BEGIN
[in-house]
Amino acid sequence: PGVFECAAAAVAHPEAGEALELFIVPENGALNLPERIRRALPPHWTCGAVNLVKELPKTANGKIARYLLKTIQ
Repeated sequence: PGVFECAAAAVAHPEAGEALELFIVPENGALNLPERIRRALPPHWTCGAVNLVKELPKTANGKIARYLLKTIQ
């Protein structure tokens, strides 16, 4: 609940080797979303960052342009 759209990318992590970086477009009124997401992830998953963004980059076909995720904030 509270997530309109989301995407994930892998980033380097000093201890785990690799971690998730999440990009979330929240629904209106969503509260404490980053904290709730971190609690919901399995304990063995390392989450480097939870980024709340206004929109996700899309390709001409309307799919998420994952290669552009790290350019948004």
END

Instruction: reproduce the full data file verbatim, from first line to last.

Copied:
[in-house]
Amino acid sequence: PGVFECAAAAVAHPEAGEALELFIVPENGALNLPERIRRALPPHWTCGAVNLVKELPKTANGKIARYLLKTIQ
Repeated sequence: PGVFECAAAAVAHPEAGEALELFIVPENGALNLPERIRRALPPHWTCGAVNLVKELPKTANGKIARYLLKTIQ
């Protein structure tokens, strides 16, 4: 609940080797979303960052342009 759209990318992590970086477009009124997401992830998953963004980059076909995720904030 509270997530309109989301995407994930892998980033380097000093201890785990690799971690998730999440990009979330929240629904209106969503509260404490980053904290709730971190609690919901399995304990063995390392989450480097939870980024709340206004929109996700899309390709001409309307799919998420994952290669552009790290350019948004």